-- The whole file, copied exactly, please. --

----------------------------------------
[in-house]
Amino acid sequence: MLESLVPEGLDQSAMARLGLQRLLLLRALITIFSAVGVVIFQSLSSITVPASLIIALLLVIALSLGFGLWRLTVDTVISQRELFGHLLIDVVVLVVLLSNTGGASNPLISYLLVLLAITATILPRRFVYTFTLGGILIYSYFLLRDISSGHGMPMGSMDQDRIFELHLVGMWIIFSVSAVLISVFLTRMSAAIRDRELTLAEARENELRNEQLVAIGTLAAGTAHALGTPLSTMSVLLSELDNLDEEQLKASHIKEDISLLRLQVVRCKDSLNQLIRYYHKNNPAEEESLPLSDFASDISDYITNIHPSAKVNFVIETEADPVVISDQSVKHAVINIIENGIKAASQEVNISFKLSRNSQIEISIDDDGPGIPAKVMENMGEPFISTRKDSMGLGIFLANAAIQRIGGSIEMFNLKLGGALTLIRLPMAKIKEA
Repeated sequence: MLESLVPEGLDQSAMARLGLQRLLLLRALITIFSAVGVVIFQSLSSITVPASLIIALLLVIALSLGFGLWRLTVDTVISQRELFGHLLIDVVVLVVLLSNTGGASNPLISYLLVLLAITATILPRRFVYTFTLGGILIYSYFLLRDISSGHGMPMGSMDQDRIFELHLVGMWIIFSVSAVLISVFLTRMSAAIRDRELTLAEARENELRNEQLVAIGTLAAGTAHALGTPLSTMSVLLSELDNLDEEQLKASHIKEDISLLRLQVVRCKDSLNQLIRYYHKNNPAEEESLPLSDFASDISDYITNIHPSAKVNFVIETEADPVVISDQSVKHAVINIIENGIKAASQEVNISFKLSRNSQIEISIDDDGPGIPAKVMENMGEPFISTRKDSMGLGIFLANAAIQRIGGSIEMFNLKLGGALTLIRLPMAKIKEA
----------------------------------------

[in-house]
Amino acid sequence: MLESLVPEGLDQSAMARLGLQRLLLLRALITIFSAVGVVIFQSLSSITVPASLIIALLLVIALSLGFGLWRLTVDTVISQRELFGHLLIDVVVLVVLLSNTGGASNPLISYLLVLLAITATILPRRFVYTFTLGGILIYSYFLLRDISSGHGMPMGSMDQDRIFELHLVGMWIIFSVSAVLISVFLTRMSAAIRDRELTLAEARENELRNEQLVAIGTLAAGTAHALGTPLSTMSVLLSELDNLDEEQLKASHIKEDISLLRLQVVRCKDSLNQLIRYYHKNNPAEEESLPLSDFASDISDYITNIHPSAKVNFVIETEADPVVISDQSVKHAVINIIENGIKAASQEVNISFKLSRNSQIEISIDDDGPGIPAKVMENMGEPFISTRKDSMGLGIFLANAAIQRIGGSIEMFNLKLGGALTLIRLPMAKIKEA
Repeated sequence: MLESLVPEGLDQSAMARLGLQRLLLLRALITIFSAVGVVIFQSLSSITVPASLIIALLLVIALSLGFGLWRLTVDTVISQRELFGHLLIDVVVLVVLLSNTGGASNPLISYLLVLLAITATILPRRFVYTFTLGGILIYSYFLLRDISSGHGMPMGSMDQDRIFELHLVGMWIIFSVSAVLISVFLTRMSAAIRDRELTLAEARENELRNEQLVAIGTLAAGTAHALGTPLSTMSVLLSELDNLDEEQLKASHIKEDISLLRLQVVRCKDSLNQLIRYYHKNNPAEEESLPLSDFASDISDYITNIHPSAKVNFVIETEADPVVISDQSVKHAVINIIENGIKAASQEVNISFKLSRNSQIEISIDDDGPGIPAKVMENMGEPFISTRKDSMGLGIFLANAAIQRIGGSIEMFNLKLGGALTLIRLPMAKIKEA